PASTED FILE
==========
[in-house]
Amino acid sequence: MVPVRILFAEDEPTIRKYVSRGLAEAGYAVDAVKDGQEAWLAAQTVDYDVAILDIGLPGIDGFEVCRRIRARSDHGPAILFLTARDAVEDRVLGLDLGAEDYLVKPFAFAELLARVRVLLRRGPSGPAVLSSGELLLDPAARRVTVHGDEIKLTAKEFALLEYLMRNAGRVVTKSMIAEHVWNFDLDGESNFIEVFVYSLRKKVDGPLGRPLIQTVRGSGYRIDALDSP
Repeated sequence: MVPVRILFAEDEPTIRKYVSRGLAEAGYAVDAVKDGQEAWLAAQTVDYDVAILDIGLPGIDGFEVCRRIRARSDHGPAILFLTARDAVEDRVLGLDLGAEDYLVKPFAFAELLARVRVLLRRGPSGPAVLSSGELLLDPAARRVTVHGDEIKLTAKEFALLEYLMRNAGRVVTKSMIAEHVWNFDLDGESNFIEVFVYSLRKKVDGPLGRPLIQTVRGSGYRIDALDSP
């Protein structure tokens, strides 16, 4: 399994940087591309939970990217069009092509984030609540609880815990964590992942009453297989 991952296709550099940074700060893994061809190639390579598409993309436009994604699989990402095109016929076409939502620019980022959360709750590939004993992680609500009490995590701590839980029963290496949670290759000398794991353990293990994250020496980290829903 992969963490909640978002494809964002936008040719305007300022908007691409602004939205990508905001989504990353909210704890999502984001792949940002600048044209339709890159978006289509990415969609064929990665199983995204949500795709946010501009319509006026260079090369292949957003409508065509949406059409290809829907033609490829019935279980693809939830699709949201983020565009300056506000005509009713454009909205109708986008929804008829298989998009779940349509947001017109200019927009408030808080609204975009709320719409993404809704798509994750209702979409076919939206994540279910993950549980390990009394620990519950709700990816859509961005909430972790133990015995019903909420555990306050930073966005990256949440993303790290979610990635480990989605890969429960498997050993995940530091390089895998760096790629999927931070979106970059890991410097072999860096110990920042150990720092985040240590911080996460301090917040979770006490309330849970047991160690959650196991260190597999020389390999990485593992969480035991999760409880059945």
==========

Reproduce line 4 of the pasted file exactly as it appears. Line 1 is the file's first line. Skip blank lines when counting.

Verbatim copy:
């Protein structure tokens, strides 16, 4: 399994940087591309939970990217069009092509984030609540609880815990964590992942009453297989 991952296709550099940074700060893994061809190639390579598409993309436009994604699989990402095109016929076409939502620019980022959360709750590939004993992680609500009490995590701590839980029963290496949670290759000398794991353990293990994250020496980290829903 992969963490909640978002494809964002936008040719305007300022908007691409602004939205990508905001989504990353909210704890999502984001792949940002600048044209339709890159978006289509990415969609064929990665199983995204949500795709946010501009319509006026260079090369292949957003409508065509949406059409290809829907033609490829019935279980693809939830699709949201983020565009300056506000005509009713454009909205109708986008929804008829298989998009779940349509947001017109200019927009408030808080609204975009709320719409993404809704798509994750209702979409076919939206994540279910993950549980390990009394620990519950709700990816859509961005909430972790133990015995019903909420555990306050930073966005990256949440993303790290979610990635480990989605890969429960498997050993995940530091390089895998760096790629999927931070979106970059890991410097072999860096110990920042150990720092985040240590911080996460301090917040979770006490309330849970047991160690959650196991260190597999020389390999990485593992969480035991999760409880059945």